While my daughter was doing volunteer work at school last week, the organization they were working at passed out a survey to get some background information about their volunteers. While in theory, this is a good practice, the volunteers on this day were fifth and sixth grade girls who didn’t even understand many of the questions, especially about sexual identity and orientation.
I received an e-mail later in the day from the head of school explaining what happened and offering an apology. The surveys were collected by the school since the girls did not have parental permission to be giving their phone numbers and addresses to strangers at a homeless shelter. I’m sure the surveys were pretty useless anyway since most of the girls had no idea what the options meant. I just felt bad for the teachers who had to field questions about the meaning of terms like pansexual and transsexual.
After reading the e-mail I asked my kid about the survey since she had not even mentioned it. She said her concern was that she couldn’t remember her phone number. Luckily an older girl next to her instructed her not to write her address or phone number on the form. I asked if any of the questions were confusing and she assured me she understood them. When I prodded for more information she told me that she answered “female” for her gender and “straight and homophobic” for her sexual orientation. This second answer gave me a little pause. I will concede that a lot of straight folks like myself are pretty vanilla, but we are not all bigots. Either she misread that question or the survey takers think all straight people are homophobes. I was leaning toward her not remembering the answers so I asked if she knew what “homophobic” meant. She informed me she did not and when I said it means you are afraid of and dislike gay people, she was horrified. I told her the term that meant the same thing as straight was heterosexual and she started laughing and said “yeah that was it!” I could not even contain myself to continue the conversation by that point. I guess we are getting to that sex education part of parenting a little sooner than I expected!
**Of course I am listening to the Queers while writing. How could I not?!
The other day we were talking about teaching my 10 year old to drive the wave runner by herself. She is tall and she always wants to drive, but having her sit in front of someone is difficult since you can’t see around her Amazonian body and Mowgli hair. In the middle of this conversation between me and my dad, my mom stopped us and said “you know it’s illegal for her to drive those alone right?” to which we both stared at her like she was speaking Greek. I quickly said “Only if she gets caught!” And this is where it is clear I am my father’s daughter, and my child is following right down those rebellious misguided footsteps. We all looked at my mom like she was crazy to say out loud that breaking the law was probably not a good idea.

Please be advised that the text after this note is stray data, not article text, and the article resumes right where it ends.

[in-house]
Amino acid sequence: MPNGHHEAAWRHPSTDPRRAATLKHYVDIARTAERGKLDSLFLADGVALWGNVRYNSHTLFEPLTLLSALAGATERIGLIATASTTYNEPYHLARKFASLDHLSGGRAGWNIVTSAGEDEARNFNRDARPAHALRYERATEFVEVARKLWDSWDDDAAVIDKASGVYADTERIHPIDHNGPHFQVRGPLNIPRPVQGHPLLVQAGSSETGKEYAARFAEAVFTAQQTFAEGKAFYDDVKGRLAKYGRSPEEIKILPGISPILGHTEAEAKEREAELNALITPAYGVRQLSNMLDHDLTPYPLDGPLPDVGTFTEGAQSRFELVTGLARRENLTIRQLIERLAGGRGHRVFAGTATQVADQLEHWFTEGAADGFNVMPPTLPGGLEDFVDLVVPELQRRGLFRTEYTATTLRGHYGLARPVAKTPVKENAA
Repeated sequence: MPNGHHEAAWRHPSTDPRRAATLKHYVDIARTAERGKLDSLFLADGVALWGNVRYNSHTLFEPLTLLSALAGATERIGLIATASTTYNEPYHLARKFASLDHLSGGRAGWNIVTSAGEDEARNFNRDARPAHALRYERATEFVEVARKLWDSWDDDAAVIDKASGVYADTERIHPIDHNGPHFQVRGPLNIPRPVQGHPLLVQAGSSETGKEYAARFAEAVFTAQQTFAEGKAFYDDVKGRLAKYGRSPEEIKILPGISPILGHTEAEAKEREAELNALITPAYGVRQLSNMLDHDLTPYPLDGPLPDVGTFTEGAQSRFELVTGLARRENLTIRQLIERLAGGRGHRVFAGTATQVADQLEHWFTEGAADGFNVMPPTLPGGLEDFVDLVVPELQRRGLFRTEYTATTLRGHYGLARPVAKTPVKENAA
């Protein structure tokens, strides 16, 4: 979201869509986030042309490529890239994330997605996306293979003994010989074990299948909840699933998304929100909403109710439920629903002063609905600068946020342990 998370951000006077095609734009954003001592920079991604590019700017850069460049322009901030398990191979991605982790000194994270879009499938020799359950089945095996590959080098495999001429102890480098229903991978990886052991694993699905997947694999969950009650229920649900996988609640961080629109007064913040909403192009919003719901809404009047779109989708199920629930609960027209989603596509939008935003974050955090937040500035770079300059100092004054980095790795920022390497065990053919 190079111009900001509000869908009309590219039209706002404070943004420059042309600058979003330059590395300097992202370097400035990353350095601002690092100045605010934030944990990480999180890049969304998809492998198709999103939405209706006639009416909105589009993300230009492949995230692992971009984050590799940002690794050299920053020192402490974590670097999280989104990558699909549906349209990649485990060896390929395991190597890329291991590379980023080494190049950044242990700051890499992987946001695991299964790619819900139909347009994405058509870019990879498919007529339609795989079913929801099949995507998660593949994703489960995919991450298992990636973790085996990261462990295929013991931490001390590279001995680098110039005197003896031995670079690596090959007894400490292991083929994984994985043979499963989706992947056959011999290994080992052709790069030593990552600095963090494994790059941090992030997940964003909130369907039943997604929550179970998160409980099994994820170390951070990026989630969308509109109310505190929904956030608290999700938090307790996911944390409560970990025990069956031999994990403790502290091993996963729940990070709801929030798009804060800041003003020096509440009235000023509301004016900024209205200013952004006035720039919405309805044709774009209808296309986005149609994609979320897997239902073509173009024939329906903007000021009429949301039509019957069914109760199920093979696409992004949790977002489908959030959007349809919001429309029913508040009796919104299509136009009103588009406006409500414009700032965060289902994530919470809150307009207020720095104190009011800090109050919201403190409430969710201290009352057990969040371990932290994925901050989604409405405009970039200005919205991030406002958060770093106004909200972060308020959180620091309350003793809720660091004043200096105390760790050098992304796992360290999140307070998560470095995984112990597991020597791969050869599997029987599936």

My Dad gave me my first motorcycle ride before I was a year old. Apparently I caught a cold shortly thereafter and my grandma quickly put the blame on the bike so I wasn’t allowed back on until I was 3. I also got my first helmet that year. It was orange and loud and too big. I loved it, and I loved the motorcycle. So much in fact, that by the time I was seven I was demanding to ride alone. My dad made me show him that I could hold it upright unassisted and operate it alone before I was able to take my virgin solo ride. By the time I was ten I was a little terror in the trails down the street and ripping up the baseball field at the elementary school. I was also very clear on the rules which were “if you see a cop, turn off the bike and say you are out of gas and waiting for your dad to come back.” I was then to walk it home with the cops following me. I partook in this parade quite a few times before the police finally told my mom if it happened again they would see that I did not receive a license to drive at 16. I guess I shouldn’t have been all that concerned since I actually drove myself to driver’s education classes in my own car at the age of fifteen, but at the time it scared my mom enough to make my dad sell the bike. Although that was just the beginning of my tendency to push the limits, the lesson I learned was you don’t get in trouble unless you get caught.
This lesson has trickled down to my daughter. Fortunately, she isn’t doing anything she feels the need to hide from me yet, and with my experience in jackassery, she will probably have a hard time doing so. Right now she is still wondering if she is allowed to do things on her own and when she is given a yes by mom or grandpa she follows up with dad or grandma to get the real story. I just keep telling her not to worry. She won’t get caught and if she does, mom will be in trouble which is a pretty familiar place for mom to be. Apparently my kid is totally okay with me paying the price for her misdeeds as well since as soon as I explained I would be in trouble for making her drive, she grabbed the keys and tried to take off on me. Luckily, the wave runner takes a few seconds to start or we may not have seen her again until she ran out of gas. Although, she drives like a grandma, so I probably could have caught up to her with a quick doggy paddle.